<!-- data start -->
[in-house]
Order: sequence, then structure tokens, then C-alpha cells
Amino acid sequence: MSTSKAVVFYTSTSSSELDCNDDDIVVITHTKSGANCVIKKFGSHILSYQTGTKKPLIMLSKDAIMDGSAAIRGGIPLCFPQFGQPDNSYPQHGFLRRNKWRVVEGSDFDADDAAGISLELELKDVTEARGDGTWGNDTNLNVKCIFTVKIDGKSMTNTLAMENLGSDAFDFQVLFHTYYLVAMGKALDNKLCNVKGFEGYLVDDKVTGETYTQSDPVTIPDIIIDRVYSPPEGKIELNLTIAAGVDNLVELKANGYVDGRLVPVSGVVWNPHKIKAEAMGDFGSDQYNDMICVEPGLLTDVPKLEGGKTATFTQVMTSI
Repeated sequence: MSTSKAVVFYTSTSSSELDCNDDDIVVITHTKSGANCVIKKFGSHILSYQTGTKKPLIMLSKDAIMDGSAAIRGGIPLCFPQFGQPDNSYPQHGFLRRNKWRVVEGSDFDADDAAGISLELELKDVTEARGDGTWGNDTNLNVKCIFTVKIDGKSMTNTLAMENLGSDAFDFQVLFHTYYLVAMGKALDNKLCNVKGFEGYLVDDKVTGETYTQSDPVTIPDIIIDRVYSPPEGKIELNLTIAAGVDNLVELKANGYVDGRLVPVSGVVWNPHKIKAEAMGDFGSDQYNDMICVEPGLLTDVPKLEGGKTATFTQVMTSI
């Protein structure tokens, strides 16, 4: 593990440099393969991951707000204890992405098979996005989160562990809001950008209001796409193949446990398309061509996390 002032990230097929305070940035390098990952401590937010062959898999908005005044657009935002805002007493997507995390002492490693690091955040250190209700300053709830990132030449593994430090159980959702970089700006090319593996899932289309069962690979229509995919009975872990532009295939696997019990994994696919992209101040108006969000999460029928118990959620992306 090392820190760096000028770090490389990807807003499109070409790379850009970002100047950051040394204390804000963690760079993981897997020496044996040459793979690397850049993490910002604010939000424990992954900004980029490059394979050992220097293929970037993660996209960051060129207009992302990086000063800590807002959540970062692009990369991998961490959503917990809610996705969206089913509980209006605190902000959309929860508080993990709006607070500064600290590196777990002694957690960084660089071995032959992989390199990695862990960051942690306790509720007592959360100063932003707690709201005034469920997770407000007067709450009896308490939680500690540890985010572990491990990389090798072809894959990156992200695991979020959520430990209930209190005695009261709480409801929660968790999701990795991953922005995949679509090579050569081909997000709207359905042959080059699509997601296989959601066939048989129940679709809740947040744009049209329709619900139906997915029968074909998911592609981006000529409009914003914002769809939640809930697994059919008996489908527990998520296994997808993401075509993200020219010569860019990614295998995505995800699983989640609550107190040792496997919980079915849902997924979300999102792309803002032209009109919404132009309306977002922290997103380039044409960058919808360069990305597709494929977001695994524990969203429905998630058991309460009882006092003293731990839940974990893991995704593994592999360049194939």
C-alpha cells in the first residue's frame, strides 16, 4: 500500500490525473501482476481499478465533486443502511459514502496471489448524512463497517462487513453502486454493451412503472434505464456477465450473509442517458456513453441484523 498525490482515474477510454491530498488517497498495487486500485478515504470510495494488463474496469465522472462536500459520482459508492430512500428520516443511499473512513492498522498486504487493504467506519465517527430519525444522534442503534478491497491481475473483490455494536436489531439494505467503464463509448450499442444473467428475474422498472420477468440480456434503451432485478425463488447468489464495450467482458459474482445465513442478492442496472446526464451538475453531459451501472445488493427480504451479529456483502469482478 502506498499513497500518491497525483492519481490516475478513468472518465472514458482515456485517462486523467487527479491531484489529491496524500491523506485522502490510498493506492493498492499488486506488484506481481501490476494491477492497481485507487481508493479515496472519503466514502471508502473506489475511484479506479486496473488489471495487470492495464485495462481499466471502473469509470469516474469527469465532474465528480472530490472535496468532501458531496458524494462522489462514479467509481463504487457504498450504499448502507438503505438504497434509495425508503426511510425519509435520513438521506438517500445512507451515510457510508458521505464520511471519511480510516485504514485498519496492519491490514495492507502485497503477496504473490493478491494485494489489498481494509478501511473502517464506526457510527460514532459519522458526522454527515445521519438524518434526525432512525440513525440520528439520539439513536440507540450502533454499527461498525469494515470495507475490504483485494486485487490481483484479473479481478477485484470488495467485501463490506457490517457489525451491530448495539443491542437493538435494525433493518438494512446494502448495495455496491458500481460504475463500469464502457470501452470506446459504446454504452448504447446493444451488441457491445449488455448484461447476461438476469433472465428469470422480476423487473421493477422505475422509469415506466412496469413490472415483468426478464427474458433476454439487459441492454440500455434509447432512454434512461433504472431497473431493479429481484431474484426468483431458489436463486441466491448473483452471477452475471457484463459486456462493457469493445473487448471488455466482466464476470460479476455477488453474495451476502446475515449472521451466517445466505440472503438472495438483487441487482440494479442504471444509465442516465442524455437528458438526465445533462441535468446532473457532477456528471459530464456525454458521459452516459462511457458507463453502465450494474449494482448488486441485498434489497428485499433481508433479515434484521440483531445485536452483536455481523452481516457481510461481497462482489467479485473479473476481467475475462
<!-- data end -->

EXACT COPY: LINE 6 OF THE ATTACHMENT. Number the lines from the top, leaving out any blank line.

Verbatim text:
C-alpha cells in the first residue's frame, strides 16, 4: 500500500490525473501482476481499478465533486443502511459514502496471489448524512463497517462487513453502486454493451412503472434505464456477465450473509442517458456513453441484523 498525490482515474477510454491530498488517497498495487486500485478515504470510495494488463474496469465522472462536500459520482459508492430512500428520516443511499473512513492498522498486504487493504467506519465517527430519525444522534442503534478491497491481475473483490455494536436489531439494505467503464463509448450499442444473467428475474422498472420477468440480456434503451432485478425463488447468489464495450467482458459474482445465513442478492442496472446526464451538475453531459451501472445488493427480504451479529456483502469482478 502506498499513497500518491497525483492519481490516475478513468472518465472514458482515456485517462486523467487527479491531484489529491496524500491523506485522502490510498493506492493498492499488486506488484506481481501490476494491477492497481485507487481508493479515496472519503466514502471508502473506489475511484479506479486496473488489471495487470492495464485495462481499466471502473469509470469516474469527469465532474465528480472530490472535496468532501458531496458524494462522489462514479467509481463504487457504498450504499448502507438503505438504497434509495425508503426511510425519509435520513438521506438517500445512507451515510457510508458521505464520511471519511480510516485504514485498519496492519491490514495492507502485497503477496504473490493478491494485494489489498481494509478501511473502517464506526457510527460514532459519522458526522454527515445521519438524518434526525432512525440513525440520528439520539439513536440507540450502533454499527461498525469494515470495507475490504483485494486485487490481483484479473479481478477485484470488495467485501463490506457490517457489525451491530448495539443491542437493538435494525433493518438494512446494502448495495455496491458500481460504475463500469464502457470501452470506446459504446454504452448504447446493444451488441457491445449488455448484461447476461438476469433472465428469470422480476423487473421493477422505475422509469415506466412496469413490472415483468426478464427474458433476454439487459441492454440500455434509447432512454434512461433504472431497473431493479429481484431474484426468483431458489436463486441466491448473483452471477452475471457484463459486456462493457469493445473487448471488455466482466464476470460479476455477488453474495451476502446475515449472521451466517445466505440472503438472495438483487441487482440494479442504471444509465442516465442524455437528458438526465445533462441535468446532473457532477456528471459530464456525454458521459452516459462511457458507463453502465450494474449494482448488486441485498434489497428485499433481508433479515434484521440483531445485536452483536455481523452481516457481510461481497462482489467479485473479473476481467475475462